6. edermartinez

    Regarding Zero Energy I brought to the class the methodology called Life Cycle Assessment [LCA] which according to the EPA “is a technique to assess the environmental aspects and potential impacts associated with a product, process, or service”.

    LCA is a comprehensive “cradle to grave” analysis which measures products/services’ impacts from the extraction of raw material to the final disposal – after the end of use.
    Please watch this 1.5 minute videos for more info:

    Considering such a comprehensive analysis, it is difficult to find a product or service that can be marketable as Zero Energy or Zero Waste. At the end, every product/service we consume contains an embedded amount of C02 or has caused the release of waste to the environment.

    LCA is a complicated and time consuming methodology. It requires huge amounts of data, work and expertise. However, the LCA way of thinking is gaining more and more adept, leading product developers, engineers and decision makers to think comprehensively about the civil systems, product or services we create. For instance, this methodology helps us to compare environmental performance of two different alternatives (For example: what is better a bottle of plastic or glass?)

    For instance, LCA way of thinking evaluates recycling performance. It is assumed that recycling contributes to save materials and energy. However, some times the energy used in during the process of recycling consume more energy that it saves re-utilizing certain products/materials. Please see this article:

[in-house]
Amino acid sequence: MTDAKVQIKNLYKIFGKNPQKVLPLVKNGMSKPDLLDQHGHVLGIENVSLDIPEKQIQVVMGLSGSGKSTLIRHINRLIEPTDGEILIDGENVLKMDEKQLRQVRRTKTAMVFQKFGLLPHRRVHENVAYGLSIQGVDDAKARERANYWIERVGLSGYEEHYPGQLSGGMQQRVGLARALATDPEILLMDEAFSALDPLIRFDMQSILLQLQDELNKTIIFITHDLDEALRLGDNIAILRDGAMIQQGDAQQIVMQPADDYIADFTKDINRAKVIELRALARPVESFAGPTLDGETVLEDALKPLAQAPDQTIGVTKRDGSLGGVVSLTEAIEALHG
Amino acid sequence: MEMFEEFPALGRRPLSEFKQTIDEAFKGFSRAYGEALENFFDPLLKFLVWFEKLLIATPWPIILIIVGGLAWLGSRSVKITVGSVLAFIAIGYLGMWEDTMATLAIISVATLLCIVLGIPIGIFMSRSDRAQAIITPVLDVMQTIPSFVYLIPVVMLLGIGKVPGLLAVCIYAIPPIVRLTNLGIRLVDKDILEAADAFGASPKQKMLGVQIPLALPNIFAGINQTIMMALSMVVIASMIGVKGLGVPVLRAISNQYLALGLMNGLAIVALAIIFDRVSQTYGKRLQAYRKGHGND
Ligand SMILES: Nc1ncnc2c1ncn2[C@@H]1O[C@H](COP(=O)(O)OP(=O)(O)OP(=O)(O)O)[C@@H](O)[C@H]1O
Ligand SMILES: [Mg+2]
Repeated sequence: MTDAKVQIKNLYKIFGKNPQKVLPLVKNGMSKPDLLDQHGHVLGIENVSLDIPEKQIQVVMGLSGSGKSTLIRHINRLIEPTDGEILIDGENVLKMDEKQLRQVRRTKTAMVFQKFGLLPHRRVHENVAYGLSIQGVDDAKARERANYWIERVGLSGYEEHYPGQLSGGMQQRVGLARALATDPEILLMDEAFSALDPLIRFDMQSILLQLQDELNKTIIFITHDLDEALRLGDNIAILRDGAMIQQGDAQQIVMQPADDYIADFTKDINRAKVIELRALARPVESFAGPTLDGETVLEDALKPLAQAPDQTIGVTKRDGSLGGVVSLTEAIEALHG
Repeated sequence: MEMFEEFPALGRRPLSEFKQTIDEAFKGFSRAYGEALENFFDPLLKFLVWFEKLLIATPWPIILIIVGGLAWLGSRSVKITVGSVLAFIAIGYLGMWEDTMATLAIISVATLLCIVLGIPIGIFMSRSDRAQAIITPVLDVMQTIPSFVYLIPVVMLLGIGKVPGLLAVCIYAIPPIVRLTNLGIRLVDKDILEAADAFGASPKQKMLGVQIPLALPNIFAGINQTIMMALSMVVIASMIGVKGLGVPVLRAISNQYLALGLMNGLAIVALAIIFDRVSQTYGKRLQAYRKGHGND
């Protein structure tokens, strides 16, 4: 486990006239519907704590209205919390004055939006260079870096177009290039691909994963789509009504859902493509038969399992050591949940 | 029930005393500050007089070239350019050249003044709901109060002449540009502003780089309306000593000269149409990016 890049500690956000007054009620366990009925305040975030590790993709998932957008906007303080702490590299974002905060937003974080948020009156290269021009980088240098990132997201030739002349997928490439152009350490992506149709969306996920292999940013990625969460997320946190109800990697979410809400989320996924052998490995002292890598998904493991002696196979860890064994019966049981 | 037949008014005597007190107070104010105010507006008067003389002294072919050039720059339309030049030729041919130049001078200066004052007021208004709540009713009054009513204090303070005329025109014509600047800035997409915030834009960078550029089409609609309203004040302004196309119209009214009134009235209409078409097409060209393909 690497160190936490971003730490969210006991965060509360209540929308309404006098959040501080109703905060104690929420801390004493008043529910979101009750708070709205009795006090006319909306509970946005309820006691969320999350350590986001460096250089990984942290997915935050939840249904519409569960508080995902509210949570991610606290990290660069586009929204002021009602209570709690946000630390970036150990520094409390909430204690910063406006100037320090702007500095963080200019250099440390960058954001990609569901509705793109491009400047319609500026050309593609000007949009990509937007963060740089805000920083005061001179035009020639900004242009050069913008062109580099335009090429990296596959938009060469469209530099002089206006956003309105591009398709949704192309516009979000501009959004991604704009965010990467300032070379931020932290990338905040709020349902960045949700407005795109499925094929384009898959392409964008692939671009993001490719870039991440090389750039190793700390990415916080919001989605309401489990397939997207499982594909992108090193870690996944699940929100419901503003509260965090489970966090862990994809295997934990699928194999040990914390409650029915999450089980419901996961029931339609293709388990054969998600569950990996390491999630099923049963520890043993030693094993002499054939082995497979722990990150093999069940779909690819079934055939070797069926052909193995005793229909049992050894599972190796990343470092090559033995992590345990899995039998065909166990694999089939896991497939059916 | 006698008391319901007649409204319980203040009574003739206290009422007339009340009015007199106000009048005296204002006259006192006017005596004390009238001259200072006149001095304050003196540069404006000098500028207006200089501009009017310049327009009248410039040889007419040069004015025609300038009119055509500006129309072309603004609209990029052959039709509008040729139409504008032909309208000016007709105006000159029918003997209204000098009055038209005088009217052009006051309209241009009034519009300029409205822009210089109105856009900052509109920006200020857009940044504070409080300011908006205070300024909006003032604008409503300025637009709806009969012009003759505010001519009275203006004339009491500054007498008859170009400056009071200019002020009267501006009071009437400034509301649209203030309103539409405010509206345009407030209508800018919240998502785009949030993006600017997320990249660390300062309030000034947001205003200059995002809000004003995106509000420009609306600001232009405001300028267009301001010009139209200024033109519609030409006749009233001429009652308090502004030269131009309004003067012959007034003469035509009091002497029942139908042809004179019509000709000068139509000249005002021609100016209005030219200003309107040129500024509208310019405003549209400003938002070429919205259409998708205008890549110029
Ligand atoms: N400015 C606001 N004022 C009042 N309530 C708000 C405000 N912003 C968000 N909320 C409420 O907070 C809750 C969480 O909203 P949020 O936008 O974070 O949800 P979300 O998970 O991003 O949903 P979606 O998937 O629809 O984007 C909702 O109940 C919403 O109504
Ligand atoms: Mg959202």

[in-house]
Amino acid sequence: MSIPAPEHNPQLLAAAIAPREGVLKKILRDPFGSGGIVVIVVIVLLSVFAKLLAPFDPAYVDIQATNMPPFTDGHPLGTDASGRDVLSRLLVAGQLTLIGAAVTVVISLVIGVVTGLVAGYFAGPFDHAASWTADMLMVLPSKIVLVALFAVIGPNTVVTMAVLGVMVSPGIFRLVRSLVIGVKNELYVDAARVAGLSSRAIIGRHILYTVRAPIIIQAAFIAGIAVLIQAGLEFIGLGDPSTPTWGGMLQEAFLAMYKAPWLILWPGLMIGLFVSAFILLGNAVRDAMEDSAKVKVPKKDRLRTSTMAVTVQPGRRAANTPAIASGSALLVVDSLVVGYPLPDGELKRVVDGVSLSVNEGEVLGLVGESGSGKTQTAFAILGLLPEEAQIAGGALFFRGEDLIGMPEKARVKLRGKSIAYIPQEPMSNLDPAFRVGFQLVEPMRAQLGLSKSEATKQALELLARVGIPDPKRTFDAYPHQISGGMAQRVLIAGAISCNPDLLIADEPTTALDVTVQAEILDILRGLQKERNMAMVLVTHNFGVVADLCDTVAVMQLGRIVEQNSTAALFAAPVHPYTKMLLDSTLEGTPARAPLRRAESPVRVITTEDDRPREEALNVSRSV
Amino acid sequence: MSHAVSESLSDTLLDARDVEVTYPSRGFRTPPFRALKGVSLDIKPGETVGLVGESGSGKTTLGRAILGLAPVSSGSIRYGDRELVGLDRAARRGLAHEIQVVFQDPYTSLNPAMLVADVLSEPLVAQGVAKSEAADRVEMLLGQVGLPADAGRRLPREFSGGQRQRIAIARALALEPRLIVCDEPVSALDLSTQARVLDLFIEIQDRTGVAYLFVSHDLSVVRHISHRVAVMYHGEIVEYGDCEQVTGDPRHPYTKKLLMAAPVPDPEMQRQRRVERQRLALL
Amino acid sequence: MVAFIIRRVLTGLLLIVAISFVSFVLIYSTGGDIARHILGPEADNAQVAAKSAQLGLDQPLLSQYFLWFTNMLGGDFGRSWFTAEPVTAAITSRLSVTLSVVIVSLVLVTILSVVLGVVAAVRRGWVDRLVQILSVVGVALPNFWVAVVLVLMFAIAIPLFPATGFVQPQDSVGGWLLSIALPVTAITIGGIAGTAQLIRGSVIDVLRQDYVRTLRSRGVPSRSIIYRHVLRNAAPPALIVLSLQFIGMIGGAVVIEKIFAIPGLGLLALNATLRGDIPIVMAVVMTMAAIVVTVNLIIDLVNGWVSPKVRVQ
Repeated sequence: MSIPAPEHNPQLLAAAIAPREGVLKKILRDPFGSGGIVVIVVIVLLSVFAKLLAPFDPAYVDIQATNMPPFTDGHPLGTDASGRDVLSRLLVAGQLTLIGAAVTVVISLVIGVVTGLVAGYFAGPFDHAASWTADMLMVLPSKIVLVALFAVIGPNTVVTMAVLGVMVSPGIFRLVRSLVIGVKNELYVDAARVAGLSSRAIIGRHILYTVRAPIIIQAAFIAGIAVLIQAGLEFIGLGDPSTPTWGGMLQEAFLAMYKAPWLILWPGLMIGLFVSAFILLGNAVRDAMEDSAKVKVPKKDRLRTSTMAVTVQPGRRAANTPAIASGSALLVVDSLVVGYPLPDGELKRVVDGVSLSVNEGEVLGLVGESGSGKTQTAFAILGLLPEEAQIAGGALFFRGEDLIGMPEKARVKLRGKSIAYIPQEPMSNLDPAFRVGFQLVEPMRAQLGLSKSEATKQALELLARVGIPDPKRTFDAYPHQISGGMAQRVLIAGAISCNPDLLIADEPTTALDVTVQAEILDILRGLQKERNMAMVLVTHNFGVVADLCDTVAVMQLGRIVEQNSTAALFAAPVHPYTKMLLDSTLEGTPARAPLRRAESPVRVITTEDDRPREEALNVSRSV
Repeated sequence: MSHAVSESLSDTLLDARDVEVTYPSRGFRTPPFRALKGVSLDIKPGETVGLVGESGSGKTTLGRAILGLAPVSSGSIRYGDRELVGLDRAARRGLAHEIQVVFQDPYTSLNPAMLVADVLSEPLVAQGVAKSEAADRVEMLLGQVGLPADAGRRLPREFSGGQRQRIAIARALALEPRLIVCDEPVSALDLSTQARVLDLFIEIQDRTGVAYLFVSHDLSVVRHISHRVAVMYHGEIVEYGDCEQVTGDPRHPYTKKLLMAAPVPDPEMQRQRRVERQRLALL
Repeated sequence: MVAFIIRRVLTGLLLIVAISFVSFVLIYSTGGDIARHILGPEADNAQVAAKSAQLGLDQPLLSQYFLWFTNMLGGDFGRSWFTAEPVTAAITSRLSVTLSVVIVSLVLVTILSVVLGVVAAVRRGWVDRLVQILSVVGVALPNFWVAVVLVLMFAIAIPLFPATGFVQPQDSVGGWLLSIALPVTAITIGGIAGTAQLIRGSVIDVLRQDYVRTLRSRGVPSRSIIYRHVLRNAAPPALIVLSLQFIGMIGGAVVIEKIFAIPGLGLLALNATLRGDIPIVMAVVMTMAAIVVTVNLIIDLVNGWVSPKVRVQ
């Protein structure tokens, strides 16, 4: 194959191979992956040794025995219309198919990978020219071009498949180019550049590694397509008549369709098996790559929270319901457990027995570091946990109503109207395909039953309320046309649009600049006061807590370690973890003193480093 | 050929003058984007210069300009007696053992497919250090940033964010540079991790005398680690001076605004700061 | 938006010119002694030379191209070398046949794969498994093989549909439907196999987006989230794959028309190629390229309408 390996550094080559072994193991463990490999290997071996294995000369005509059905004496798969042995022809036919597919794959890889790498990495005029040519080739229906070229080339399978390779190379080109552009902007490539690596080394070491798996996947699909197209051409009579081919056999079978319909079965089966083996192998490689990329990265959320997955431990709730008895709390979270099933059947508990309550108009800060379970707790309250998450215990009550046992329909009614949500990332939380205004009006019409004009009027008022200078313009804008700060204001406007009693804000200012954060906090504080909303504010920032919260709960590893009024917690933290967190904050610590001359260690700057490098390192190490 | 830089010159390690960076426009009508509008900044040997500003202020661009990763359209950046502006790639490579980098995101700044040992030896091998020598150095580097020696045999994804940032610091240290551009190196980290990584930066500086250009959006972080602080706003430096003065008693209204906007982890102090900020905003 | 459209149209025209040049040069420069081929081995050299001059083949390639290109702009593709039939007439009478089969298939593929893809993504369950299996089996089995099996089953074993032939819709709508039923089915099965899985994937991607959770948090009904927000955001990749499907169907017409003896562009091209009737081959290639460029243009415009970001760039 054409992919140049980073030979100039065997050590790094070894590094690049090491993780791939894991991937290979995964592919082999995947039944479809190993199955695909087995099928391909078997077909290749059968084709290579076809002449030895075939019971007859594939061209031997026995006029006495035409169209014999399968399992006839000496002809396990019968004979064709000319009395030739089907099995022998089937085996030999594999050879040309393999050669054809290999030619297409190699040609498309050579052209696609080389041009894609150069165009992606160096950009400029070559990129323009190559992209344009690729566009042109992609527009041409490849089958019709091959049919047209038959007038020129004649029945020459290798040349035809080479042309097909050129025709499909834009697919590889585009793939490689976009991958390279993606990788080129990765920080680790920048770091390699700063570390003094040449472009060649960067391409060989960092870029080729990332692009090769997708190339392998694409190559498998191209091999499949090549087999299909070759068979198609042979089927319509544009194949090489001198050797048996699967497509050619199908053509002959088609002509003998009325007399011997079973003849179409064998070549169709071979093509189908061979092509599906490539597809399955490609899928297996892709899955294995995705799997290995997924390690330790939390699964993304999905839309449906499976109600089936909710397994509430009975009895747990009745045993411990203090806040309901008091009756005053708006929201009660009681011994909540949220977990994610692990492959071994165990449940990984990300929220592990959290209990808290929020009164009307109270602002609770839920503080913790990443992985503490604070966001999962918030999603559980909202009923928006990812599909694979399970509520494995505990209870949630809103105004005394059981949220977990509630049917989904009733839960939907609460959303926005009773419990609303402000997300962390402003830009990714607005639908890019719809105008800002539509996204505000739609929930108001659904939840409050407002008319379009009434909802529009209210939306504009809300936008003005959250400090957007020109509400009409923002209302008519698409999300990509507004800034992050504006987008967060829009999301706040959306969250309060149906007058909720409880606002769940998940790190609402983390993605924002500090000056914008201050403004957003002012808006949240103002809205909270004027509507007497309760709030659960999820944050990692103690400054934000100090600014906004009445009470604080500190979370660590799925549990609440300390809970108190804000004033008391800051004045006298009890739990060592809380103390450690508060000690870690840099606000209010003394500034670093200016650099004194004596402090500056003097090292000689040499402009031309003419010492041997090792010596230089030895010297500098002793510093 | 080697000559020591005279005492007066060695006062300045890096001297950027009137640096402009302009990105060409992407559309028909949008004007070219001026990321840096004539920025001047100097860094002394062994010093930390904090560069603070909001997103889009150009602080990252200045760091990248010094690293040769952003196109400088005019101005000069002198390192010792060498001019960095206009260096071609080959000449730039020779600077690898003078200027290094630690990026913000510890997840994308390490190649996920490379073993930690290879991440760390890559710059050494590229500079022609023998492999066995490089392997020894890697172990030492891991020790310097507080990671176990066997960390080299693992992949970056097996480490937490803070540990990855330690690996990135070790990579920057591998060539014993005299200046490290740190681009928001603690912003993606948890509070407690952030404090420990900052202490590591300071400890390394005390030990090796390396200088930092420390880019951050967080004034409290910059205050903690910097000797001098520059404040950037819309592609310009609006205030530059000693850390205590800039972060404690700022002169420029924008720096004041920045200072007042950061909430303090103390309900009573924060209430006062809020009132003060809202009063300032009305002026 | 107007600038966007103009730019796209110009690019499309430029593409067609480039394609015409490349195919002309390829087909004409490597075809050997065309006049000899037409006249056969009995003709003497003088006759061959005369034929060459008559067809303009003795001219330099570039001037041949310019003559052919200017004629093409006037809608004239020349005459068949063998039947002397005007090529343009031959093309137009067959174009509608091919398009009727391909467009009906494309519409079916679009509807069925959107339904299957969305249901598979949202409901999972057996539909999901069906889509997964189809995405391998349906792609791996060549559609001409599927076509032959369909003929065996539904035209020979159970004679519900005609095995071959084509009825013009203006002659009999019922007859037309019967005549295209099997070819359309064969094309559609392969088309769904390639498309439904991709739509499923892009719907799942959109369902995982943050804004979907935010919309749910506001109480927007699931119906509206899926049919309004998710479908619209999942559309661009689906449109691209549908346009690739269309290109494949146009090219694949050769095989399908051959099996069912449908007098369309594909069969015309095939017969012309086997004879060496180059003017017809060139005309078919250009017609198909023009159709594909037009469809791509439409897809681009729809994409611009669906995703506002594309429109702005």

“A recent study conducted by researchers from the Massachusetts Institute of Technology (MIT) has found that re-manufacturing or recycling certain products actually uses more energy than simply using new products”
    http://www.naturalnews.com/032465_recycling_energy.html#

    Can you think about a Zero Energy/Waste product/service?

  7. lrudis

    Thank you all so much for the wonderful and thought-provoking examples of zero-waste, zero-energy, and zero-carbon systems. It was interesting to pick out unifying threads in many of the ways in which innovators have made progress in closing waste and energy loops. It seems that solar power and anaerobic digestion are both viable and efficient energy production methods when implemented correctly.

    I also found the importance of the definition of “zero” to be fascinating. It remains up to debate whether carbon or energy offsets can be purchased in order to bring a system’s net energy to zero. Of course, this brings us back to our persistent discussion of scale. Where do we feel comfortable with or entitled to draw boxes around specific moving parts and call them an isolated system?

    The example I brought to class and one I believe to have a lot of potential for future development is that of The Plant on the near South Side of Chicago. The Plant claims to have closed its waste and energy loops through recycling, composting, and digesting, all while producing vegetables, tilapia, beer, and kombucha as products for sale. Perhaps more importantly, it has brought jobs and tourist traffic to an otherwise underdeveloped part of the city. To learn more about their operation and how they have closed their waste and energy loops, check out their website! http://www.plantchicago.com/

  8. I brought two contributions to the zero waste/net zero energy “grab bag” discussion:

    1) Zero Cottage, a net-zero energy San Francisco residence designed by architect David Baker, http://zerocottage.net/
    As of February 2014, Zero Cottage generates 30% more energy than it uses. It is LEED for Homes Platinum certified and is the first Passive House certified residence in San Francisco. The project is also on track to achieve Net-Zero Energy certification through the Living Building Challenge, after the first year of energy performance can be monitored.